Senescent cells undergo an irreversible and permanent arrest of cell division and are hallmarks of both the aging process and multiple chronic diseases. Senescent cells -- and more importantly the factors they secrete, known collectively as the senescence-associated secretory phenotype (SASP) -- are widely accepted as drivers of aging and multiple age-related diseases.
A new study publishing on January 16 in the open-access journal PLOS Biology from Drs. Nathan Basisty, Judith Campisi, Birgit Schilling (Buck Institute for Research on Aging) and colleagues extensively profiles the SASP in human cells. They show that a core secreted protein "signature" of senescent cells is enriched with aging biomarkers found in human plasma.
The study utilizes a comprehensive and unbiased technique called mass spectrometry combined with bioinformatics to develop secreted protein signatures of senescent cells. The researchers' results show that the SASP is about ten-fold more complex than is currently appreciated, allowing them to propose new signatures of senescent cells -- both 'core' signatures shared across all senescent cells and signatures that identify specific subsets of senescent cells.
Mouse studies have demonstrated that the targeted removal of senescent cells has beneficial effects on cardiac, vascular, metabolic, neurological, renal, pulmonary and musculoskeletal functions. Therefore, the selective elimination of senescent cells or inhibition of the SASP that they secrete are promising therapeutic approaches to treat age-related diseases in humans. Development of drugs that eliminate senescent cells, known as senolytics, or drugs that inhibit the SASP, known as senomorphics, requires molecular markers to assess the abundance of senescent cells. However, there are currently no simple reliable secreted biomarkers to measure the senescent cell burden in humans.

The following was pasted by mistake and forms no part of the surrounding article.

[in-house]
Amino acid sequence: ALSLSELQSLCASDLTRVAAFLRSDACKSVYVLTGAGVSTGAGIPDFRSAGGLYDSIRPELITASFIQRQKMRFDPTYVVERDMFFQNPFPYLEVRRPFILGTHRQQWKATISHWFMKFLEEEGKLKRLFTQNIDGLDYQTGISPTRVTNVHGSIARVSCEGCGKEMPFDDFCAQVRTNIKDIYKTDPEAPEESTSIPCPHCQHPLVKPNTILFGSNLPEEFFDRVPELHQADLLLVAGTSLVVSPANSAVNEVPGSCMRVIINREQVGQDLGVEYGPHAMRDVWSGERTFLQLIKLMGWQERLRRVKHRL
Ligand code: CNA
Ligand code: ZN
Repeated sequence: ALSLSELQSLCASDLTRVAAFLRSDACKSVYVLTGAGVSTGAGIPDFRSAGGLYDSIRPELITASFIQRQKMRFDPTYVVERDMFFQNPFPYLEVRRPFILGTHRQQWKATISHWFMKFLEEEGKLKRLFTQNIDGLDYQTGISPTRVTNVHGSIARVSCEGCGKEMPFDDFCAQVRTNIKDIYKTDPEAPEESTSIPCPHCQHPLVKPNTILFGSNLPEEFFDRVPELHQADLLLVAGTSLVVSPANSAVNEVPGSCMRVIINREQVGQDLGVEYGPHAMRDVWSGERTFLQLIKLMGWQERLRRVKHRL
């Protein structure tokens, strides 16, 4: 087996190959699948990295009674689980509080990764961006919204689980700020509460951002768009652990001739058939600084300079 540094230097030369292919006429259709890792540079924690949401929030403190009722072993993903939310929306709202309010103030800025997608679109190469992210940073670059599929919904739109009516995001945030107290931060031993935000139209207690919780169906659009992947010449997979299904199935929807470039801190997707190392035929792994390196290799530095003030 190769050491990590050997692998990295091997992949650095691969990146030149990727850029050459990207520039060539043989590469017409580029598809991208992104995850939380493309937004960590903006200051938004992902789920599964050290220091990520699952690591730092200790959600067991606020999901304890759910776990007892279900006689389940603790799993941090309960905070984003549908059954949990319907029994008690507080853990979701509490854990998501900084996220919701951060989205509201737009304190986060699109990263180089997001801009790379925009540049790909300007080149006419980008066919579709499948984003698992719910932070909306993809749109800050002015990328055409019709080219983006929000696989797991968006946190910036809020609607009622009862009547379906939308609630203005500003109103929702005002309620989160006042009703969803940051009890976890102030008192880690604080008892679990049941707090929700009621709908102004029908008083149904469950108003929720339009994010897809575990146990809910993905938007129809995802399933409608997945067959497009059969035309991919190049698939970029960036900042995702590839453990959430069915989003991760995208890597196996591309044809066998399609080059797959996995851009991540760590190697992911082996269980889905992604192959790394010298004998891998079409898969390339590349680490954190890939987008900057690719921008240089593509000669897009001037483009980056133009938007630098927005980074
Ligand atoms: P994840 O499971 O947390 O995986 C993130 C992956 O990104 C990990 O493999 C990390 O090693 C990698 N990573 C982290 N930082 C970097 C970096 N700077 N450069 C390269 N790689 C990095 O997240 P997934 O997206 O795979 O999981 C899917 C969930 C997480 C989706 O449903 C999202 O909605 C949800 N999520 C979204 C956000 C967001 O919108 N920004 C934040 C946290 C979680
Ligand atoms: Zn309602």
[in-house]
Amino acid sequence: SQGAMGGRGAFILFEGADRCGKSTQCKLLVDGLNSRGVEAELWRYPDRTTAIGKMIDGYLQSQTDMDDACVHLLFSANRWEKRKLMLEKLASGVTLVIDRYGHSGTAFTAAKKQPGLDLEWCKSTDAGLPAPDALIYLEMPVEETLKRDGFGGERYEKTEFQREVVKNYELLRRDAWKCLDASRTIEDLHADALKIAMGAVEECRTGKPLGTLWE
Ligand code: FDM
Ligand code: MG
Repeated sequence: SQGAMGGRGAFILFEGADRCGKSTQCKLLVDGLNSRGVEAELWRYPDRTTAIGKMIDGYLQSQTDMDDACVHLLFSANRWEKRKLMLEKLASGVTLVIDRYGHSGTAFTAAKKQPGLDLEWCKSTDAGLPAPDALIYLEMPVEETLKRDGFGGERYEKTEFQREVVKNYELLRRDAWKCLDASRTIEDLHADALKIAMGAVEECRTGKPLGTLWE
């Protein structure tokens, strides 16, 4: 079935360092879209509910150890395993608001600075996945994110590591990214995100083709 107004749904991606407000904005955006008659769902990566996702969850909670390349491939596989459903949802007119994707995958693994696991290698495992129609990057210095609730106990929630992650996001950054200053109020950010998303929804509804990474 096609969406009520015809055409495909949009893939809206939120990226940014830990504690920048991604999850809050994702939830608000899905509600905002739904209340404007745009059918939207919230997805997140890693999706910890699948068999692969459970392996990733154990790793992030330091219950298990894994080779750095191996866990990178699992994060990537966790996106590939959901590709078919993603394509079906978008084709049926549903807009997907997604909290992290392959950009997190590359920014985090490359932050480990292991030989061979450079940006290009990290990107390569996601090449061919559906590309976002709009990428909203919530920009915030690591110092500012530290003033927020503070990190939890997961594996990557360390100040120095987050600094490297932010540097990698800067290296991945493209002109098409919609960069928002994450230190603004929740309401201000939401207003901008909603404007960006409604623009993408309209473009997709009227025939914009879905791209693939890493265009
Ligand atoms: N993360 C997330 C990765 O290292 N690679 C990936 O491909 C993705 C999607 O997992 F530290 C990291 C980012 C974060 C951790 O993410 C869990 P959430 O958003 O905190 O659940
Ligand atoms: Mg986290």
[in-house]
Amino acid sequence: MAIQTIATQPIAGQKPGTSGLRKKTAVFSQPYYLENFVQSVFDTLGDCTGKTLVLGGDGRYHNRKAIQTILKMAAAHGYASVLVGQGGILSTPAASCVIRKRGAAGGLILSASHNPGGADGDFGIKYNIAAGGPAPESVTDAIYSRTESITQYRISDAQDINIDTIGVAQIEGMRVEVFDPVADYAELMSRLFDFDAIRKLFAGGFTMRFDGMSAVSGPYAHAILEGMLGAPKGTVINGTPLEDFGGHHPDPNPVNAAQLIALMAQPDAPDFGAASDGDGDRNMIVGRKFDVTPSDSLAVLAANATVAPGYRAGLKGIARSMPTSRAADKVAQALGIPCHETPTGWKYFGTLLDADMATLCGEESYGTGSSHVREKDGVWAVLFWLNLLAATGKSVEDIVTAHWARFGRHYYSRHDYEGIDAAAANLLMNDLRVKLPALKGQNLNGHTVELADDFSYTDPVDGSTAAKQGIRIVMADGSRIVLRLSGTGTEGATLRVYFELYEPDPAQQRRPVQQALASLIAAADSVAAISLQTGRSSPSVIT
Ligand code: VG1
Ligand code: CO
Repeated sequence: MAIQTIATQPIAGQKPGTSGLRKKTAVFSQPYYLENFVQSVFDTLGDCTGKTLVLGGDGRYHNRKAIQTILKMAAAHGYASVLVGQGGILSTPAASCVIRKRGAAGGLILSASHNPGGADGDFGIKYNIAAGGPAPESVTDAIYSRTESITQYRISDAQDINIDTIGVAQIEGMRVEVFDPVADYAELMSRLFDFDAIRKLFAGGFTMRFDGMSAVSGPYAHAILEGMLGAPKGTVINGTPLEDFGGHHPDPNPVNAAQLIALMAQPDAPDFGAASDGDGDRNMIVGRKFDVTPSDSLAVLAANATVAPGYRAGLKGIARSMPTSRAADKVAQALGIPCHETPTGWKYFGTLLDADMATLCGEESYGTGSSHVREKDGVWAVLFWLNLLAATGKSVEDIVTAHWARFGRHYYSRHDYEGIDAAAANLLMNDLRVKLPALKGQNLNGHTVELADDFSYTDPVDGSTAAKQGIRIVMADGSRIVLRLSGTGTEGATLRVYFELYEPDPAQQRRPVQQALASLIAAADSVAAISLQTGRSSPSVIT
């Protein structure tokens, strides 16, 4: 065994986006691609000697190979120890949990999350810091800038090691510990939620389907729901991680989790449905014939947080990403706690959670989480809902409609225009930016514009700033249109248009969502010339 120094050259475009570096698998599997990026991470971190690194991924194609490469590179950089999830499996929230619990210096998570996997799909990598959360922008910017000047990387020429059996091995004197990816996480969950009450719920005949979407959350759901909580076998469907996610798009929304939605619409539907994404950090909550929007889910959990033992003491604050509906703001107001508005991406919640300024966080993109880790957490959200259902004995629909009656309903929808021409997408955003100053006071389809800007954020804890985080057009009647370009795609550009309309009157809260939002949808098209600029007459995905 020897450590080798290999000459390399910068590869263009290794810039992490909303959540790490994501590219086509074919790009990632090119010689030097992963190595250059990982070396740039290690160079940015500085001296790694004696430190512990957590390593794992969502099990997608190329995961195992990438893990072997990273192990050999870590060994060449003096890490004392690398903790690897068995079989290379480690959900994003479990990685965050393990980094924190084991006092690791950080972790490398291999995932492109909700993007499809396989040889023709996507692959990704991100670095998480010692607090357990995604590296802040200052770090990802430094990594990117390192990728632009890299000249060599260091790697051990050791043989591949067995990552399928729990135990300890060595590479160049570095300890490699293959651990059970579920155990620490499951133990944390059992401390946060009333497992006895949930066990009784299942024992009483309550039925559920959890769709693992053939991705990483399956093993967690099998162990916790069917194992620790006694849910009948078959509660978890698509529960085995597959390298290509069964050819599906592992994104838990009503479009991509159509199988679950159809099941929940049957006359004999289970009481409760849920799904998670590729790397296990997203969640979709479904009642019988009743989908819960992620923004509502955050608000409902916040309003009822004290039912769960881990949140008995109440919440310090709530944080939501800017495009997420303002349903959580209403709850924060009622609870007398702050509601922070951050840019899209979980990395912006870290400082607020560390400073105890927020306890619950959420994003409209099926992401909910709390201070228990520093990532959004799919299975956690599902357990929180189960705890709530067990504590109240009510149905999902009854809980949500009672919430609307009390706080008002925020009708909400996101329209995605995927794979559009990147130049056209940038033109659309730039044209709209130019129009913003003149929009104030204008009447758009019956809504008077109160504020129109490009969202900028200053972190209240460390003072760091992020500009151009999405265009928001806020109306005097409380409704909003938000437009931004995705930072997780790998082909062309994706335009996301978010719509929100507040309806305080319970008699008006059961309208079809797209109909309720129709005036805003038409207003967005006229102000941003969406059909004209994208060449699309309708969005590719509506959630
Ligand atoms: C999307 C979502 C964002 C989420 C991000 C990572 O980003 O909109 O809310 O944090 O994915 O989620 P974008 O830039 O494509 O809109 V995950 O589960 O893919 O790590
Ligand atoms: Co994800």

"We hope that these biomarker signatures will help us measure the burden of senescent cells in human biofluids, such as plasma, to aid the translation of senescence-targeted therapies into the clinic," says Dr Basisty. "We believe that the proteins secreted by senescent cells will also be important biomarkers for aging, neurodegenerative diseases, and other diseases marked by the presence of senescent cells."
Along with this study, the researchers launched the SASP Atlas, a curated database of proteins secreted by senescent cells. This resource can be used by others in the research community to identify proteins originating from senescent cells in their own research.
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